“So... how long you been in the colonial marines?” I asked crewman... aw snap, what was that guy’s name?
“Couple of years.” Double-checking his heading, he turned over to face me. “I used to work for a bagging company, but once the bucket industry crushed us, I realized I had no other skills, so...”
Man, this guy was dumb! “And now you’re in the remedial marines?”
He patted his stomach thoughtfully. “Well, I couldn’t get past the physical requirements, so they-”
“Oh my God, we’re about to hit the space station!”
“Ahhh!” He snapped his head back, looking frantically for a looming chunk of titanium and rubber bands while fondling the control display with his pudgy remedial fingers.
“Oh man, I totally got you,” I chuckled. “That’s what you get for not paying attention to the road. Another car could’ve hit us while you were conversating.”
“We’re in orbit!”
“Yeah, so you know the road rage is gonna be worse ’cause of the low oxygen.”
After he settled down and the turbulence leveled off, I decided to take another crack at civilizing the fool. But before I could open my mouth, I spied with my evil eye a syringe poking out from his back pocket. It was full (probably with liquid).
“No wonder you can’t get past those ‘requirements,’” I yelled, picking up the syringe and waving it in his face. “You on the moon rocks?! Screwloose? Got a belly o’ jelly?”
“That’s my insulin!”
A likely story! I thought, twisting the needle with my forefingers. “And why should I believe you? You never mentioned having the Diabetes before.”
“Well, I have it.”
Suddenly it was all coming into focus; the huge stomach, the diabetic salami on rye that he’d packed for lunch (what? I was hungry), the copy of Diabetics Fancy he had been reading when I first met him... looking into his eyes, I knew that he was telling me the Dog’s honest truth: the man was a diabetic.
“What’s your name, son?” I choked.
“I don’t negotiate.”
“With who? I’m station personnel.”
“With anyone,” I spat, shoving the officer. “Now let me into the launch tubes on deck 12.”
“It seems a little suspicious, you know. You just got here, now you want to leave...” he stroked his goatee and squinted like a madman. “It’s almost as if you’ve sabotaged the station somehow.” Two guards, as if on cue (and they probably were on cue. Hacknorian society is notoriously choreographed) stepped out from behind the nearest bulkhead. Sweet crawdad of Baghdad!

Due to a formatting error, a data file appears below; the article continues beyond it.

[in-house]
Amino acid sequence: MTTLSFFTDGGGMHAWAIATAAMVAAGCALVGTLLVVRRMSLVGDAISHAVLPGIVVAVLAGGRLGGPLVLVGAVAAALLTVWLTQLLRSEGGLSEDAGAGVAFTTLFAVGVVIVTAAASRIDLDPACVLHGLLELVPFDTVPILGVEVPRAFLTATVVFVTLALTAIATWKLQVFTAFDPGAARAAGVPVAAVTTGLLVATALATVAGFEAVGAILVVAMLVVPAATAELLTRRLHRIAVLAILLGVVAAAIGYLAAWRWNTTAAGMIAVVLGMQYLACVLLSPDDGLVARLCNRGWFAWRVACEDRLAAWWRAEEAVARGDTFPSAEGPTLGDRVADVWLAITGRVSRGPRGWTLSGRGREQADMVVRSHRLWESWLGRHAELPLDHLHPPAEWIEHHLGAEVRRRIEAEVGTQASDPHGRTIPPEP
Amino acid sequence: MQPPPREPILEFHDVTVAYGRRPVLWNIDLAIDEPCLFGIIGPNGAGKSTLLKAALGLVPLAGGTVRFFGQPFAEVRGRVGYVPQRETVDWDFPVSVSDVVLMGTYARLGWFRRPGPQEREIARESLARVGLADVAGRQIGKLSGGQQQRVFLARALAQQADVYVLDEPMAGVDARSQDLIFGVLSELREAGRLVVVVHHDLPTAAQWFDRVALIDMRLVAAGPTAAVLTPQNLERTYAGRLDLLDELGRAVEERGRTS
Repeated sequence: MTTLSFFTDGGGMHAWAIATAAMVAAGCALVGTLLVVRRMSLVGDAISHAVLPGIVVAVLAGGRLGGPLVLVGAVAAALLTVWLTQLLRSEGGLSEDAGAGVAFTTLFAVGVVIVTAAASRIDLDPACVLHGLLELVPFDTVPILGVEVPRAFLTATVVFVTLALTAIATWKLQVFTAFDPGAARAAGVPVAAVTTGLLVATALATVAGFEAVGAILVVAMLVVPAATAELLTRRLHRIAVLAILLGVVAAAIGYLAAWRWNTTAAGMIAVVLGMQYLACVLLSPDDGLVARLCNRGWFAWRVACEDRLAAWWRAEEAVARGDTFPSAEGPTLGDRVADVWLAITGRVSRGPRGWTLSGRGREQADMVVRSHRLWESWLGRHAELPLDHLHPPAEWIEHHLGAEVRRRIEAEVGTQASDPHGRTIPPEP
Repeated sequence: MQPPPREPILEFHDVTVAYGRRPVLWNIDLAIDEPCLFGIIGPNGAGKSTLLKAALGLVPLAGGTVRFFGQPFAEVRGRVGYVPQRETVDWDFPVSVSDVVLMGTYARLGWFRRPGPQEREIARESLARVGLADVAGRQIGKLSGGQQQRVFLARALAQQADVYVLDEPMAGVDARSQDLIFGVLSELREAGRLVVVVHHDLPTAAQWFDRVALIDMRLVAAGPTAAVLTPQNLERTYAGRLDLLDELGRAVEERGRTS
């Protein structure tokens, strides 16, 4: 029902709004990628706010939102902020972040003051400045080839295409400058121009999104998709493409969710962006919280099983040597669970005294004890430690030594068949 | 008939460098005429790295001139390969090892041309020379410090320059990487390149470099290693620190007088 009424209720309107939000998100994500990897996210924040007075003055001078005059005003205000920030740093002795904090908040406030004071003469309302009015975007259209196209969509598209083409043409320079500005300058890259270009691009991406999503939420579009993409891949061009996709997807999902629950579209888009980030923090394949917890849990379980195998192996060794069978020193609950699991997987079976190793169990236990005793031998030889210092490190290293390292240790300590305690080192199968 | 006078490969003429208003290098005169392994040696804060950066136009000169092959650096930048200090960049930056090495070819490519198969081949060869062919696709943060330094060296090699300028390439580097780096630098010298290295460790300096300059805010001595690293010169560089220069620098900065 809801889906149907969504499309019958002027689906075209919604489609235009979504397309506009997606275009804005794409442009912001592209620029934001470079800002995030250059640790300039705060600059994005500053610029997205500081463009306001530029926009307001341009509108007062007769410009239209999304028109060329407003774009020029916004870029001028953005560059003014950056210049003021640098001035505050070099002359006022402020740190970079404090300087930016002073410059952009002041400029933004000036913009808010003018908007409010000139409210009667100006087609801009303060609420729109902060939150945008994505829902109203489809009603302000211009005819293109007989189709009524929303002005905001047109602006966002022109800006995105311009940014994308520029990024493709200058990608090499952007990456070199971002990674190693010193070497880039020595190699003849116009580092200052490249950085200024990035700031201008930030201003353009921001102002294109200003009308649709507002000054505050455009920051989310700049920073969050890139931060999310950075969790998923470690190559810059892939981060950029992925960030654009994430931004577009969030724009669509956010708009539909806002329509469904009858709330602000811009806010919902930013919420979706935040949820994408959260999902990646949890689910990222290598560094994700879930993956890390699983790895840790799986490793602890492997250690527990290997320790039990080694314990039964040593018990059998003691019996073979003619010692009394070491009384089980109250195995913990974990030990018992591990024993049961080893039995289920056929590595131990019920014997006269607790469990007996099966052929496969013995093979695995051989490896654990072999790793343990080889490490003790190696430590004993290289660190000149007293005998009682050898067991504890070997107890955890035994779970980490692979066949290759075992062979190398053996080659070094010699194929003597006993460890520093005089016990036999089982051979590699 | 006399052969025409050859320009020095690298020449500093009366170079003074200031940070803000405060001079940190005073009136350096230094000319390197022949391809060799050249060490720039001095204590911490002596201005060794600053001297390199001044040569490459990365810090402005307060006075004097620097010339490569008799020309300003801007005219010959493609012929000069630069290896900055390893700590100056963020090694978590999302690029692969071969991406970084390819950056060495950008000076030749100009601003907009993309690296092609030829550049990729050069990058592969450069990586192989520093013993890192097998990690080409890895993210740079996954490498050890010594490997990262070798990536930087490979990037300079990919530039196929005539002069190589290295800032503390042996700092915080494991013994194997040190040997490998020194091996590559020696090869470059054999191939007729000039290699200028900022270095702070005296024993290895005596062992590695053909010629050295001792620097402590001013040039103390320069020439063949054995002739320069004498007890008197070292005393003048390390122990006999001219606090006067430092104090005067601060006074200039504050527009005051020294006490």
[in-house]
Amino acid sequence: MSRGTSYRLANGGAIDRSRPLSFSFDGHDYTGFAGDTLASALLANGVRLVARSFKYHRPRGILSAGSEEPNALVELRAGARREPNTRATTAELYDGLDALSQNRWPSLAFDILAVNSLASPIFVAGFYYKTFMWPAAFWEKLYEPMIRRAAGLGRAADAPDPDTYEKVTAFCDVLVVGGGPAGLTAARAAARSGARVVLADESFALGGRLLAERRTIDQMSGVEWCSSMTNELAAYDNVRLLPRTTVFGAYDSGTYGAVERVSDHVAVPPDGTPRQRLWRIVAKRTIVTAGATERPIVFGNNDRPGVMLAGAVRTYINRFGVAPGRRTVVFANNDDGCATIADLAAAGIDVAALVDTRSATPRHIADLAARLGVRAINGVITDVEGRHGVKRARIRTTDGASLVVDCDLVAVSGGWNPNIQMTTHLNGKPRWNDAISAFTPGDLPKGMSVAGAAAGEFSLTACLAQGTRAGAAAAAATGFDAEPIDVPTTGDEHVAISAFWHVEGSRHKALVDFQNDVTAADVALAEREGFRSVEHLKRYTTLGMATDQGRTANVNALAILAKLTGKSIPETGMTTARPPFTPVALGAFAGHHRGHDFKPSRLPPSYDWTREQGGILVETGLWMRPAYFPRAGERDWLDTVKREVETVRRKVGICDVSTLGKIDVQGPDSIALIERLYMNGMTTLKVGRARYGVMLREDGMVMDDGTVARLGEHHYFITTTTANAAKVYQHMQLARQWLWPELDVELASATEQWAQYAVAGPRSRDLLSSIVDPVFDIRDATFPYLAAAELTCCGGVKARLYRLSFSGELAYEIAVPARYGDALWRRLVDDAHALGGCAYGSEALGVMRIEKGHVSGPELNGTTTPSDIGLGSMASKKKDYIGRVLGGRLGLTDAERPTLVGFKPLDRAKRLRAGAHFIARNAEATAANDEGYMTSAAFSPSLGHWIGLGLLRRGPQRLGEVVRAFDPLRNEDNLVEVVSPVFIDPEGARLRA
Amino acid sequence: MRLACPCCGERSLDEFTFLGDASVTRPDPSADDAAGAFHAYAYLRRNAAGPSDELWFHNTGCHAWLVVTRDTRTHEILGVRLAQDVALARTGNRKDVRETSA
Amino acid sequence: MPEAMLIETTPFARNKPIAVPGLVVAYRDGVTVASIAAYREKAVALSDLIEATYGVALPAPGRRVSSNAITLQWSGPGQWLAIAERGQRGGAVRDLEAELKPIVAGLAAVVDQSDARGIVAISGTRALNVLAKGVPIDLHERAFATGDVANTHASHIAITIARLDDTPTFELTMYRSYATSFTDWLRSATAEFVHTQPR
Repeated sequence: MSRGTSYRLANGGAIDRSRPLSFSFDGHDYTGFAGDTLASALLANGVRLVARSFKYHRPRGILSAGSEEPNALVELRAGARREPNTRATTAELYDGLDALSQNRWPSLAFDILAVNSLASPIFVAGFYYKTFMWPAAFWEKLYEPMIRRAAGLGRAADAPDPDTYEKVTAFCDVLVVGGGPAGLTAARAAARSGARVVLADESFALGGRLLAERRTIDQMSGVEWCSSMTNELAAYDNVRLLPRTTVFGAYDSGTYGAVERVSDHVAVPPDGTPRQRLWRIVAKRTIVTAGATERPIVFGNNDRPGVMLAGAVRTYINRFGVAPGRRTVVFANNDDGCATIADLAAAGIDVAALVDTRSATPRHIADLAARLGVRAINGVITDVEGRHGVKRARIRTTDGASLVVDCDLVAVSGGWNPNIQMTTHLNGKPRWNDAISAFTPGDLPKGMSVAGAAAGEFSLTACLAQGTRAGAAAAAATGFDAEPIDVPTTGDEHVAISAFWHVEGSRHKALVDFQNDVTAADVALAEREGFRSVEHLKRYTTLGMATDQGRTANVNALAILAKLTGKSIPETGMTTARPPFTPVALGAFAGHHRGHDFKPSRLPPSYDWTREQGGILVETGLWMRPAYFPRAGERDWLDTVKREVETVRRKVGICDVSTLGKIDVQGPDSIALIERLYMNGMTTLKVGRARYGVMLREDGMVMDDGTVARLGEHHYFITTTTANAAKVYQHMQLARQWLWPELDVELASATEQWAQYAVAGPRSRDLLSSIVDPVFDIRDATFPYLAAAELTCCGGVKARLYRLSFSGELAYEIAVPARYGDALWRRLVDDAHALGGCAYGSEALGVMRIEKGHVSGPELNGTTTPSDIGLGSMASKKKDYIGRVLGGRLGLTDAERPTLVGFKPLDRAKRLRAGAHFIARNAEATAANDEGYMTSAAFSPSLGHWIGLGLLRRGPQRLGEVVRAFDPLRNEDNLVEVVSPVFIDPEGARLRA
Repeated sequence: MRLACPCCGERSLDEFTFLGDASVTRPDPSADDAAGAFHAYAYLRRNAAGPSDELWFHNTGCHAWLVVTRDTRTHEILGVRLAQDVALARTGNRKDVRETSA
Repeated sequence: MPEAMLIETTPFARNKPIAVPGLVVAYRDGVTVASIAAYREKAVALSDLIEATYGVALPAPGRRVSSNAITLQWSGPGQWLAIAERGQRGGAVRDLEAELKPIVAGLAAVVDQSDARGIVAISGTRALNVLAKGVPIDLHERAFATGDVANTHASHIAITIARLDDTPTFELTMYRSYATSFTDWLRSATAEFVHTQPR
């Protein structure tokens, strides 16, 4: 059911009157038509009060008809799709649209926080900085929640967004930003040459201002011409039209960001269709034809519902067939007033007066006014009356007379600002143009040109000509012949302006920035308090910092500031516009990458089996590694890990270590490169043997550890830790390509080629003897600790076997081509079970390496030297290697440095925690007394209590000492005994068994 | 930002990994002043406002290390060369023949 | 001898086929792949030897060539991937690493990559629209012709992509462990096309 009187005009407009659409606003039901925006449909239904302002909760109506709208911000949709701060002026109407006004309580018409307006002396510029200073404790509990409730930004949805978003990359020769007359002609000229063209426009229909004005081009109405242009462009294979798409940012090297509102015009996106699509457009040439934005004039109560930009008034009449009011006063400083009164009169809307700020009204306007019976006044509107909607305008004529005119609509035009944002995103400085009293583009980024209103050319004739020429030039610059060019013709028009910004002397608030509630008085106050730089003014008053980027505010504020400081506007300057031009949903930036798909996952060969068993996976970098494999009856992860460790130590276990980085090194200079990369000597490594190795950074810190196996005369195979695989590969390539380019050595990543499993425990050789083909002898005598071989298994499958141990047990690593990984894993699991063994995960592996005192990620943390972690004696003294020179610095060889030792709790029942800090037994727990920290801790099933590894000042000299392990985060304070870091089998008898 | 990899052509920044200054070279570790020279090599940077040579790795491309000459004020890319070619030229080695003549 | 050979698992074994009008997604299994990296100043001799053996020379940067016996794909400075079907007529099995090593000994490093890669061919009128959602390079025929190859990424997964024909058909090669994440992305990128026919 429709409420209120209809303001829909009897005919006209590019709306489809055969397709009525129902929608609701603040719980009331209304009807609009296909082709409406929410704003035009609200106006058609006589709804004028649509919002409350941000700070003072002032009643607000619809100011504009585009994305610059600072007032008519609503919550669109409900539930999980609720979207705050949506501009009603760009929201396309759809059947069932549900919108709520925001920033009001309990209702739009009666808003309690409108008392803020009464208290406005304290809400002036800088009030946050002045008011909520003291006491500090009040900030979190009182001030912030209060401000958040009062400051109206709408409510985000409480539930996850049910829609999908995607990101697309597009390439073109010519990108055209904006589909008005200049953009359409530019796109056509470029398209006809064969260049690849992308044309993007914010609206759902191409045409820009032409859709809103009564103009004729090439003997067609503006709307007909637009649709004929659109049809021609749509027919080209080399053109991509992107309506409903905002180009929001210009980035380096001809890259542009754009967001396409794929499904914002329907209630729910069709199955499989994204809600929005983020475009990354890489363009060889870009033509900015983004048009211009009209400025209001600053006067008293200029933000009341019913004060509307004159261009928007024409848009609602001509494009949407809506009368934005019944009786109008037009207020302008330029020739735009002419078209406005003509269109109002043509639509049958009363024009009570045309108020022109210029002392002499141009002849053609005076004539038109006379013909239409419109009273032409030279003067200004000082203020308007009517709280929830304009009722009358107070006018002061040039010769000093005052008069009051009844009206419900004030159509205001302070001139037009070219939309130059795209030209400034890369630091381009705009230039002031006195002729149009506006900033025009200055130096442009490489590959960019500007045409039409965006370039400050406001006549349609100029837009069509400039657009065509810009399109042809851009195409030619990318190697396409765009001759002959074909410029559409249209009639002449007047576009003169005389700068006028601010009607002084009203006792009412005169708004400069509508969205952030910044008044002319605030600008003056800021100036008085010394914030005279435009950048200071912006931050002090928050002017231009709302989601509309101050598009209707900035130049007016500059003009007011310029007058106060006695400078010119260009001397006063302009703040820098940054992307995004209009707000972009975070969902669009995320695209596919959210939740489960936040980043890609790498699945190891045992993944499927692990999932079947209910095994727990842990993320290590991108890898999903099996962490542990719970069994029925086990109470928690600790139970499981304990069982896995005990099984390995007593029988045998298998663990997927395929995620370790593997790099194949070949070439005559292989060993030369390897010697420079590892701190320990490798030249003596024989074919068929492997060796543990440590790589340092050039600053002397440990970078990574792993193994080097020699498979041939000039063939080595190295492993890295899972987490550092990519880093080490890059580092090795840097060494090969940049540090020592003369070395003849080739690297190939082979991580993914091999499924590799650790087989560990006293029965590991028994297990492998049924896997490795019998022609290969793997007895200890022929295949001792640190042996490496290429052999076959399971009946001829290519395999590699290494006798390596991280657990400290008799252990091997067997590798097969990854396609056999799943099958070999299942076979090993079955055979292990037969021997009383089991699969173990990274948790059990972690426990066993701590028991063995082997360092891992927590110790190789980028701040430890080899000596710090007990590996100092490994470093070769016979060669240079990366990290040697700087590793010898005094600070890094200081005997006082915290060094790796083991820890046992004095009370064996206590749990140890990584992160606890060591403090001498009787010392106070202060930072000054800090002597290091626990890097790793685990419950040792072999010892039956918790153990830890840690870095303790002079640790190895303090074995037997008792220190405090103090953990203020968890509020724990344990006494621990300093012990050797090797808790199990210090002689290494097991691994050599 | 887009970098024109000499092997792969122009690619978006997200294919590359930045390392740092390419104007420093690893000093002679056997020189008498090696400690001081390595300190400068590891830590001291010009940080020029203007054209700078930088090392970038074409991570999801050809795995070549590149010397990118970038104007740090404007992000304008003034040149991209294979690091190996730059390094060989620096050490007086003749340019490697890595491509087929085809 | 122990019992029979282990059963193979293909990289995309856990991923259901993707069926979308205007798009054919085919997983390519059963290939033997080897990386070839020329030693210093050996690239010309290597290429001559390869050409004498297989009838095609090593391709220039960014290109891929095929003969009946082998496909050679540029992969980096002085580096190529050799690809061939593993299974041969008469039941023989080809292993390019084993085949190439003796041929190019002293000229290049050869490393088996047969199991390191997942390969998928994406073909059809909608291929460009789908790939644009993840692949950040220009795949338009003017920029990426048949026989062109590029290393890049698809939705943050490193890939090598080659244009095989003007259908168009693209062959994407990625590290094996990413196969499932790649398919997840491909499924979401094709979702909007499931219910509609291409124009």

“Look... I wasn’t supposed to be here!” I shouted with a mock rage. I’m a really good actor, and it shows. “I was scheduled to go to... you know, that city on Hacknor!”
“Yeah! But my pilot, Daniel Carpenter, insisted we come here first,” I said, scratching my arm. “Big guy, about 350 pounds. He had a syringe on him, too. And a bottle.”
“Was it full of liquid?”
“I think so. He also said something about working for some... organization...”
“The anarchist group, Ch’erin fo?” The guards glanced at each other.
I nodded. “Yeah, he said something about...”
“The Minister of Mining?”
“Yeah. Can I go to the launch-”
Before I could finish, the guards shoved me to the wall as they ran screaming down the hall (not physically screaming, but their moods said it all). I dusted myself off and opened the Jefferies Tube hatch. Reginald, you genius!
Why I called myself Reginald just then, I suppose I’ll never know.
They call this an asteroid belt?
I stared out over the rim of the moon, looking in vain for a single asteroid. I’ve been bamboozled!
“Computer, where are the asteroids?”
My racing pod’s inboard vocal chords chimed. “The Hacknor Belt consists of 2×104 km3 matter, spread out sporadically across an spheric area several tens of millions of km3.”
“Wow!” I slapped my face and looked directly at the camera. “So in real life, an asteroid belt isn’t completely full of space rocks that constantly crash into each other?”
The computer beeped. “Affirmative. The media often depicts asteroid belts as being so densely populated that they are unnavigable. But this is only true of proto-planets and planetary rings.”
“Hot possum of Belgium!” I slapped the other side of my face. “Okay. So we’re past the moon... let’s follow the slalom course through those buoys...”
Leaning back, I plugged my flash drive into the pod’s front USB port. Now for a little web surfing... bless you, Portable Firefox!
“Hey, Jon, how’s the wife ampersand kids?”
“Fine...” The gladiator stumbled around the crash site, using his mighty boot to put out some of the smaller flames. “Nice crater.”
I scratched my arm furiously. “There was this bee in the cockpit. It almost stung me, and you can’t prove otherwise. Kind of weird how the bee just appeared out of nowhere,” I added. “Almost like someone was sabotaging me.”
“Really...” Jon said slowly, leering at Henchy, who was just sort of standing there. The henchman shrugged as if to say “I have no idea what’s going on, and I find eye contact threatening. Dr. Polaris rules.”
“Maybe that Ch’erin fo had something to do with it,” a nearby firefighter added, spraying the tarmac with what looked like silly string. It wasn’t putting out the fire, but it sure looked nice. “They just had an assassination attempt on Space Station Alpha.”
“I heard about that!” Henchy exclaimed, trying to deflect attention from the fact that people thought he sabotaged my pod. The cad. “Didn’t three security guards wail on some unarmed diabetic, dental for all?”
“Diabetics have the strength of ten hulks,” I stated adamantly. “Because artificial insulin contains over a thousand millibars of gamma rays per microgram.”
“WOW!” Jon, Henchy, and the firefighter screamed, slapping their faces simultaneously.